Saturday, December 3, 2005

Enter Rajasthani pop

Do The Ghoomar
(Taal Music)

Punjabi music has gone international after a bit of tinkering with the beat to suit global tastes. So, what is wrong if the same is done with Rajasthani folk? This album takes many traditional Rajasthani songs, adds a few seconds of rap here and there, uses western instruments, and presto, you have brand-new music. The intentions are clear from the dust jacket itself. The first part of the title, "Do the" has been printed in English and the second part, Ghoomar, in Hindi.

Two of the songs are by Richa Sharma, who came into the limelight with the O mahi ve `85 number in Kaante. She has also done playback in Mangal Pandey, Kaal and Taal etc. The rest have been sung by Manju Sharma and Nandini Srikar (two songs each) who are more into ad jingles.

Despite the remixing, the original feel of the songs is intact. Even the lyrics are traditional. So, the songs are not a radical change from what has been sung and heard in Rajasthan for ages. The only song which breaks new ground is the
title one.

Most of the Rajasthani folk songs are meant for the numerous dance sessions that the state is famous for. They become all the more so after the facelift job. The album may indeed become a hot seller outside the state. Some of the words may be difficult for outsiders (for instance, Toote bajura ri loom, but then music has a universal language of its own which is understood by everyone.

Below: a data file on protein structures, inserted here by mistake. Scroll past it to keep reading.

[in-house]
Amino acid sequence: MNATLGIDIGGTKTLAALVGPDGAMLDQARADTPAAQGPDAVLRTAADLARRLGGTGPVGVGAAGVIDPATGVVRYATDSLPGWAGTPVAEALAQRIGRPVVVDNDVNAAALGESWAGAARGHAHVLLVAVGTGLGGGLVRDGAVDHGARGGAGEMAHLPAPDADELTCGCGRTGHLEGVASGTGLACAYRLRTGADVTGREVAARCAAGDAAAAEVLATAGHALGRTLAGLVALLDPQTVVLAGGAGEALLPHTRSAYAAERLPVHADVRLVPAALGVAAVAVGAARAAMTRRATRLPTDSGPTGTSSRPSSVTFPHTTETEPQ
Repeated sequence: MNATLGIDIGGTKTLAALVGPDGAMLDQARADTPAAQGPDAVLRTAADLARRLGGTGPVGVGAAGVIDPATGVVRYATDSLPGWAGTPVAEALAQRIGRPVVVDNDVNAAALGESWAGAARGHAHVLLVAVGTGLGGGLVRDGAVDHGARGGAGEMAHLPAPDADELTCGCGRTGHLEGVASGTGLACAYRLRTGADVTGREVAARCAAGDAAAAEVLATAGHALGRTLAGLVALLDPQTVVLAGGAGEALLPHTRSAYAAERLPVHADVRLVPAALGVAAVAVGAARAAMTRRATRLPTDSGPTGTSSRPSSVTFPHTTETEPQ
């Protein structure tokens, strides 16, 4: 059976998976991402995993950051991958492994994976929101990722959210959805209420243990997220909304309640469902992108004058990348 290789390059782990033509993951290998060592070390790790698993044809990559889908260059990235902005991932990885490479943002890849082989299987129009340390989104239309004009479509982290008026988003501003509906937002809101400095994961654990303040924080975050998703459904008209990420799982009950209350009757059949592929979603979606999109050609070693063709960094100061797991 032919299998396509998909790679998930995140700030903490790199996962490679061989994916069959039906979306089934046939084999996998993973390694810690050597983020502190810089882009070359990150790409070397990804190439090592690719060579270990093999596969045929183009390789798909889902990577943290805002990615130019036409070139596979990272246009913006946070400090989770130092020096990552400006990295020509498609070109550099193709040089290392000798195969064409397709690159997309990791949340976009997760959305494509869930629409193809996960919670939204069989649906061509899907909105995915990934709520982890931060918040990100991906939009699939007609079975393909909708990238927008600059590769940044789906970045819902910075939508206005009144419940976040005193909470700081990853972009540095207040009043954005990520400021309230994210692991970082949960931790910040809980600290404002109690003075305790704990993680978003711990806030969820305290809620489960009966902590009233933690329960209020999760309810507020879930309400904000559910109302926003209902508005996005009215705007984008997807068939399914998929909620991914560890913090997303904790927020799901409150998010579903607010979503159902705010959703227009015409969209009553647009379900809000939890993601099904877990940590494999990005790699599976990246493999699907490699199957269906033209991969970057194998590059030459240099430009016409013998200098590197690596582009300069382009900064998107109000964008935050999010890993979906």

The instrumental version of Cham cham chamke is particularly enjoyable.



There is hardly a Punjabi singer today who is not out to record a cassette, whether he can carry a tune or not. This is money well spent, because, one, it adds to one’s popularity and, two, it helps them to demand much more for their stage shows. The cassette scene has become so crowded that it is well nigh impossible to separate grain from chaff. One indicator is the music company which is releasing the cassette. Those releasing it on an all-India basis are more quality conscious.

This one by Surjit Khan comes from the production line of T-series. What sets it apart is that it does not kowtow too much to Western tastes. Most of the songs are reminiscent of the typical folk fare still popular in rural Punjab.

With change of times, lyrics have gone a sea change. So, he sings of muscle bana laye and jeep nun alloy wheel paa laye but the typical Punjabi lilt remains intact.

Lyrics of Jind Sawara, Gurupkar Gill, Jaily Manjit Puri, Nishan Malkpuri, Gurtej Tej and Babu Rajwali have been set to music by Sukhpal Sukh.